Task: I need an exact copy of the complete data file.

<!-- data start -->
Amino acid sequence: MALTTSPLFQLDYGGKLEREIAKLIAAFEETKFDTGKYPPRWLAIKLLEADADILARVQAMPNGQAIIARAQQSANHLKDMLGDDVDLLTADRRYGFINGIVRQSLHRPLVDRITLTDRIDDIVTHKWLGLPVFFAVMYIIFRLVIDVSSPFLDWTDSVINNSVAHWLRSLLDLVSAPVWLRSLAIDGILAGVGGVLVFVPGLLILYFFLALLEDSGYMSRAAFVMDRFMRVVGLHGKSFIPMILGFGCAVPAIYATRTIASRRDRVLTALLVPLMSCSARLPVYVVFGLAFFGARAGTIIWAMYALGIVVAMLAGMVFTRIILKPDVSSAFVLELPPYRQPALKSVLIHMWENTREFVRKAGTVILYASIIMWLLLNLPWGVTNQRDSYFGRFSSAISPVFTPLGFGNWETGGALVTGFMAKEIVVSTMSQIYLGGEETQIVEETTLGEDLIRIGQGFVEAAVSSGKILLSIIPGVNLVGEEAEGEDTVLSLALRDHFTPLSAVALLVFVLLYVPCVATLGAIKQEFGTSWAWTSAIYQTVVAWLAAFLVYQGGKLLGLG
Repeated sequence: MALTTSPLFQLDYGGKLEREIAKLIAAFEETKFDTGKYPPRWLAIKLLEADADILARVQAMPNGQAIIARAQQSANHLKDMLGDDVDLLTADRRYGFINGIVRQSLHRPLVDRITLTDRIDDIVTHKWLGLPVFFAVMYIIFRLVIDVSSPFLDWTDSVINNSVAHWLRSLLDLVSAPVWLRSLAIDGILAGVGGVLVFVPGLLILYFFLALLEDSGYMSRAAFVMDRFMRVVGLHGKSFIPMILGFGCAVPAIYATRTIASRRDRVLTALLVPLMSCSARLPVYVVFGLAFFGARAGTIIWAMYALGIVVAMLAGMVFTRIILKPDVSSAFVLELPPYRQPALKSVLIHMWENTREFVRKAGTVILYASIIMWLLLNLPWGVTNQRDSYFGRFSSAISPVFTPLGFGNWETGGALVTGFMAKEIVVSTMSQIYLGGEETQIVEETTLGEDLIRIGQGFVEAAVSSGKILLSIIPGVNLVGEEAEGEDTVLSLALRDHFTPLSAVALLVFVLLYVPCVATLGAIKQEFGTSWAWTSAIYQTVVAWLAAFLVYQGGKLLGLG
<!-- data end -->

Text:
Amino acid sequence: MALTTSPLFQLDYGGKLEREIAKLIAAFEETKFDTGKYPPRWLAIKLLEADADILARVQAMPNGQAIIARAQQSANHLKDMLGDDVDLLTADRRYGFINGIVRQSLHRPLVDRITLTDRIDDIVTHKWLGLPVFFAVMYIIFRLVIDVSSPFLDWTDSVINNSVAHWLRSLLDLVSAPVWLRSLAIDGILAGVGGVLVFVPGLLILYFFLALLEDSGYMSRAAFVMDRFMRVVGLHGKSFIPMILGFGCAVPAIYATRTIASRRDRVLTALLVPLMSCSARLPVYVVFGLAFFGARAGTIIWAMYALGIVVAMLAGMVFTRIILKPDVSSAFVLELPPYRQPALKSVLIHMWENTREFVRKAGTVILYASIIMWLLLNLPWGVTNQRDSYFGRFSSAISPVFTPLGFGNWETGGALVTGFMAKEIVVSTMSQIYLGGEETQIVEETTLGEDLIRIGQGFVEAAVSSGKILLSIIPGVNLVGEEAEGEDTVLSLALRDHFTPLSAVALLVFVLLYVPCVATLGAIKQEFGTSWAWTSAIYQTVVAWLAAFLVYQGGKLLGLG
Repeated sequence: MALTTSPLFQLDYGGKLEREIAKLIAAFEETKFDTGKYPPRWLAIKLLEADADILARVQAMPNGQAIIARAQQSANHLKDMLGDDVDLLTADRRYGFINGIVRQSLHRPLVDRITLTDRIDDIVTHKWLGLPVFFAVMYIIFRLVIDVSSPFLDWTDSVINNSVAHWLRSLLDLVSAPVWLRSLAIDGILAGVGGVLVFVPGLLILYFFLALLEDSGYMSRAAFVMDRFMRVVGLHGKSFIPMILGFGCAVPAIYATRTIASRRDRVLTALLVPLMSCSARLPVYVVFGLAFFGARAGTIIWAMYALGIVVAMLAGMVFTRIILKPDVSSAFVLELPPYRQPALKSVLIHMWENTREFVRKAGTVILYASIIMWLLLNLPWGVTNQRDSYFGRFSSAISPVFTPLGFGNWETGGALVTGFMAKEIVVSTMSQIYLGGEETQIVEETTLGEDLIRIGQGFVEAAVSSGKILLSIIPGVNLVGEEAEGEDTVLSLALRDHFTPLSAVALLVFVLLYVPCVATLGAIKQEFGTSWAWTSAIYQTVVAWLAAFLVYQGGKLLGLG